Our Only Defense To “Deepfake” Videos
For those of you who believe everything you see, be ready to second-guess your eyes as any video you see could now possibly be fake. Through the power of editing and computer science, computer-generated videos can now be faked and honestly, you should be scared of the possibilities.
The videos are called “deepfake,” essentially videos that were created to make it appear as if someone is saying or doing something that they did not actually do. Are you scared yet? Everyone should be on alert about blackmail.
Obviously, video manipulation is not a new thing but it is so much harder to spot deepfake now than it used to be.
Deepfake works by creating a neural network AI to match the shape of the person of interest’s mouth and then the fake mouth is placed on top of real footage and audio of them. The fake mouth is controlled by someone else. More or less, like how Paul Walker’s brother played him in the ending of Fast & Furious.
I first noticed this practice when Snapchat created its face swap filter that would swap the faces of two people looking into the phone, which is not too concerning. So, I kept my worries to myself. However, when the gender swap was created that allowed a man to use a filter to look like a woman and vice versa, I knew technology had advanced to a dangerous place.
What I find most troubling about the deepfake process is that it does not take much to do. You know the joke of “there’s an app for that?” Well, there’s one for creating deepfake videos as well, called FakeApp.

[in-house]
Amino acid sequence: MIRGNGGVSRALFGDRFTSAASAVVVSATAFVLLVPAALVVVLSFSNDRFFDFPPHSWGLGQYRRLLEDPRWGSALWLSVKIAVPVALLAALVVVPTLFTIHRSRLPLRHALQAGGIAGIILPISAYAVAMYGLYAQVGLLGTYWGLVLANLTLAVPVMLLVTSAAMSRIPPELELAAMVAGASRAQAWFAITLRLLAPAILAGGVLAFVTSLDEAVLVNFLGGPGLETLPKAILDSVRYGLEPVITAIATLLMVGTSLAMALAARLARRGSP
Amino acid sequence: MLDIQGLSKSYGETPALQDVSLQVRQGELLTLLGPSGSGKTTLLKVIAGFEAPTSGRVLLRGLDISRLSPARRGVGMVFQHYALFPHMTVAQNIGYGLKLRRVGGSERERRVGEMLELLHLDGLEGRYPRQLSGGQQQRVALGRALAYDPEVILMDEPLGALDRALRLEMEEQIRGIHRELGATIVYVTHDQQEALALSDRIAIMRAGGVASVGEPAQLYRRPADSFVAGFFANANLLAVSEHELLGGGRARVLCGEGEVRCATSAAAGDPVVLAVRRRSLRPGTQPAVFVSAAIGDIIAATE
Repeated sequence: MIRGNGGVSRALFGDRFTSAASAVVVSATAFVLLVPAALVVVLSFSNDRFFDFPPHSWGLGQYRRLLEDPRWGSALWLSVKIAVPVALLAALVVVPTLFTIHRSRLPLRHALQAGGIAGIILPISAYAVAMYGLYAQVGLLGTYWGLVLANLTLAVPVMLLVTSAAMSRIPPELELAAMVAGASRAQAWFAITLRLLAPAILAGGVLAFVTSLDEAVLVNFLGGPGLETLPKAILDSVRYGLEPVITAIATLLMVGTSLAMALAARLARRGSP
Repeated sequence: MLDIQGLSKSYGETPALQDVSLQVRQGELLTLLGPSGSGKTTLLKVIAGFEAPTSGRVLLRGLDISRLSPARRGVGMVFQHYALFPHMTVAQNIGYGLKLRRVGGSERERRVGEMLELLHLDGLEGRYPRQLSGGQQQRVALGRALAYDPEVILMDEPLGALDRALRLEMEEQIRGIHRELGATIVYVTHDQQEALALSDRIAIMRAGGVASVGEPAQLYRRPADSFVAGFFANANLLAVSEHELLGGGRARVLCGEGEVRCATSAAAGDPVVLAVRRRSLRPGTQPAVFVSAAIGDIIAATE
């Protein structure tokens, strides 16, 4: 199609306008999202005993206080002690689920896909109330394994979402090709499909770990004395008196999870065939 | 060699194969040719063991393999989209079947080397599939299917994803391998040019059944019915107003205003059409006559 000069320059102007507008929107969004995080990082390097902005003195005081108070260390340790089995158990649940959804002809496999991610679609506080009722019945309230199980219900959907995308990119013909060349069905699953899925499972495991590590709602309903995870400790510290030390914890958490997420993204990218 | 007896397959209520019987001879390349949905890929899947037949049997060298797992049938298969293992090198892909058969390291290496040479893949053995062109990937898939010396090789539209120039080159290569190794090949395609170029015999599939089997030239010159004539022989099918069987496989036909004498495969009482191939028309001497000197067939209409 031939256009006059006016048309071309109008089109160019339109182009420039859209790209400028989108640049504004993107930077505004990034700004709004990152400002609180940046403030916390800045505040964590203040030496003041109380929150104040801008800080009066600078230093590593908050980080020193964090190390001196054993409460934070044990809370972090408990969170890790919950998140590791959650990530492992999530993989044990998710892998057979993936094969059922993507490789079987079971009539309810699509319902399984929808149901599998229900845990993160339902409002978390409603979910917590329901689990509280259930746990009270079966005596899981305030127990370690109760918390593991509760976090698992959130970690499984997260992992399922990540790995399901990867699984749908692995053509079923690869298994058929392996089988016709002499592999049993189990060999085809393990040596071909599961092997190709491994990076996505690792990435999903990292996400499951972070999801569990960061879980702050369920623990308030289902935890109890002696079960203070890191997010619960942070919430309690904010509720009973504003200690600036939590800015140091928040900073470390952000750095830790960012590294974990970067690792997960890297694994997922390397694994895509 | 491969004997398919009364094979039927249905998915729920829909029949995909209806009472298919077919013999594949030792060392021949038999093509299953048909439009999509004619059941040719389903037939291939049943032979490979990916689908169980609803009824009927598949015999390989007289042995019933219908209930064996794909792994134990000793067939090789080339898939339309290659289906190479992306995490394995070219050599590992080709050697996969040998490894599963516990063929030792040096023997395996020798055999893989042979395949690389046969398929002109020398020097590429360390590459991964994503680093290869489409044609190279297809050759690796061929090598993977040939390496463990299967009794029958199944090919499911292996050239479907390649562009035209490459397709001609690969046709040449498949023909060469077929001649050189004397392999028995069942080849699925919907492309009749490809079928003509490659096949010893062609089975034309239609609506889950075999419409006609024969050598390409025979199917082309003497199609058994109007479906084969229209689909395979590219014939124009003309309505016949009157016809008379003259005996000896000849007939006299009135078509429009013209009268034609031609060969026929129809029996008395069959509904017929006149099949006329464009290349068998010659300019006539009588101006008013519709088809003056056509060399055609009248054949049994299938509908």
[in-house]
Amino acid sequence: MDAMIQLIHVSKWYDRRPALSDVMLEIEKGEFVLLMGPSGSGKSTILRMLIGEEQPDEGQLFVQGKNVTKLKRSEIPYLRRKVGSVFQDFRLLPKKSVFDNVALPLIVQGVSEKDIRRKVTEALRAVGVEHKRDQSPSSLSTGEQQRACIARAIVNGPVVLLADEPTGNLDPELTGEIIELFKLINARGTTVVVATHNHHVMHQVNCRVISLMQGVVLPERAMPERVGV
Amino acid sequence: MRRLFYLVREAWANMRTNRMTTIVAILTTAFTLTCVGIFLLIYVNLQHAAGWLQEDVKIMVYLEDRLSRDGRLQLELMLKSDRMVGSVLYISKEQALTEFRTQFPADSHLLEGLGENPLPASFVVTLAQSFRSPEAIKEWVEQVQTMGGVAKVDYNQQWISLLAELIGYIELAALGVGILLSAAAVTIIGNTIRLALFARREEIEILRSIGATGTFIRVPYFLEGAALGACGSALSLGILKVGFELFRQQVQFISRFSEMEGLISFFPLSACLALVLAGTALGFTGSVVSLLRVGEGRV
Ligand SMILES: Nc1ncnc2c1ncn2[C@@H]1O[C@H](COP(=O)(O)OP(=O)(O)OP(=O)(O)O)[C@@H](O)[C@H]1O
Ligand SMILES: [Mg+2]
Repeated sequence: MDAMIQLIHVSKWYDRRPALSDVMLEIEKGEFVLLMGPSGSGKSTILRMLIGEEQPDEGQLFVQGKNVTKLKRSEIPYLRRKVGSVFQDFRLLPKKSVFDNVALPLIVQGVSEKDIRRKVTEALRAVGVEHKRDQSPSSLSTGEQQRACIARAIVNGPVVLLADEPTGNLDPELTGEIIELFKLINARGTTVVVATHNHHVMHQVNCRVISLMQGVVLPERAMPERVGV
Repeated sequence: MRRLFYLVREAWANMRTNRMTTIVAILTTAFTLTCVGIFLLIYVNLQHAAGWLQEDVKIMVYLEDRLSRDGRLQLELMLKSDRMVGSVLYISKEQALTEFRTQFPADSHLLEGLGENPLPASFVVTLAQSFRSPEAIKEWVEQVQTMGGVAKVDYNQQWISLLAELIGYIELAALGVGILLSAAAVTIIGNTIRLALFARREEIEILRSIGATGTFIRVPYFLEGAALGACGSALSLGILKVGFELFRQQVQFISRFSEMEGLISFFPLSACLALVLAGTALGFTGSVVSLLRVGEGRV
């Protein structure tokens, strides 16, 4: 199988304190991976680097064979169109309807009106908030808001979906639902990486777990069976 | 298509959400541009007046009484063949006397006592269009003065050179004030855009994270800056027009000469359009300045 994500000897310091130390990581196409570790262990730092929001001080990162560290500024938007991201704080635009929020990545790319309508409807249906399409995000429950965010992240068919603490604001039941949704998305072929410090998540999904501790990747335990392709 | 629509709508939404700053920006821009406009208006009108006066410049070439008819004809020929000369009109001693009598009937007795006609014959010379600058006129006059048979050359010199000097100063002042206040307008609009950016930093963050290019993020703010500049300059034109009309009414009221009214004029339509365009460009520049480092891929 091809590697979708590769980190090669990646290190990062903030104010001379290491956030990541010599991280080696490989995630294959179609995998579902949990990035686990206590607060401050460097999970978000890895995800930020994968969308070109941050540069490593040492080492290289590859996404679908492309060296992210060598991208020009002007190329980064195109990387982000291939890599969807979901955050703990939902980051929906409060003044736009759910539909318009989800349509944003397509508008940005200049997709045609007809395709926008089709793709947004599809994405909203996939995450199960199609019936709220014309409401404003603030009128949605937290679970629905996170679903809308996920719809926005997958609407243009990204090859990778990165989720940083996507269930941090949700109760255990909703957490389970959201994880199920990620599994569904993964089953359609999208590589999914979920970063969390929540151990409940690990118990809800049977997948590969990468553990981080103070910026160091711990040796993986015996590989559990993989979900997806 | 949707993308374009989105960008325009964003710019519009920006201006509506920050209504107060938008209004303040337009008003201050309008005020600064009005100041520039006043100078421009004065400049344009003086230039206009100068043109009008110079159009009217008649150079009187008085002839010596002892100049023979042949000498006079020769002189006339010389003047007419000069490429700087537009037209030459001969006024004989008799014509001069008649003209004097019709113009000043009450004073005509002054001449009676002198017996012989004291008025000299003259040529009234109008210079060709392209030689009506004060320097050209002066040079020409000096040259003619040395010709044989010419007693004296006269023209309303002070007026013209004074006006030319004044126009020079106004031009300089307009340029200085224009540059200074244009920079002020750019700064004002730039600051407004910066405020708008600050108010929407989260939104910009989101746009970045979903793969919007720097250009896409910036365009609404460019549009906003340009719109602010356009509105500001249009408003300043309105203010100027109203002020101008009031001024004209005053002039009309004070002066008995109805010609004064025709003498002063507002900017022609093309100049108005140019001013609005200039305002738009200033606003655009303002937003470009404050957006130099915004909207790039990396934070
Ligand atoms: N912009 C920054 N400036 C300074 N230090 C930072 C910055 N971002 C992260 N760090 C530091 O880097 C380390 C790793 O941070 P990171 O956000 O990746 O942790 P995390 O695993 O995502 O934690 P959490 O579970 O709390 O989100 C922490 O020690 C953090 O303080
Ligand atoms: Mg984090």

FakeApp is a free online tool that everyone has access to as the anonymous developers have left the code open to the public – open source essentially.
“We are outgunned,” said Hany Farid, University of California at Berkeley computer science professor. “The number of people working on the video-synthesis side, as opposed to the detector side, is 100 to 1.”
Creating deepfake videos is not too difficult, it just takes time. Since it is such an easy process, the main concern of deepfake is for presidential candidates who are often giving speeches on camera where the malpractice scientists can study their maneuvers. Obviously, with this software, political sabotage and propaganda are imminent.
For example, University of Washington researches performed the deepfake procedure on President Barack Obama by collecting 14 hours of footage of him and then making him say that his employees can survive on $8 an hour in New York City.
This was just a demonstration, but it has to be known that the possibilities of what you can now force someone to say are endless. The enemies of political candidates might not be so nice about what they force someone to appear to say.
Although this product seems very damning, there are some who are still hopeful such as University of Washington Professor Ira Kemelmacher-Shilzerman.
“We’re developing technology, every technology can be used in some negative way and so we all should work toward making sure it’s not going to happen,” Kemelmacher-Shilzerman said on BBC news. “And even one of the interesting directions is once you know how to create something, you know how to reverse engineer it and so one could create methods for identifying edited videos versus real videos.”
Farid is doing just that as he is developing a software to spot deepfake videos. Farid hopes to upload a website where traditional news organizations can run the videos through his software before they put out the video as fact.
In an act to protect the candidates of the 2020 presidential election, Farid has gone through the process of what he calls “fingerprinting,” which is downloading a significant amount of footage of individuals to learn how they move when they talk.
“By the end of this calendar year,” Farid said. “That is the goal is that we will have most, if not all, of the candidates fingerprinted.”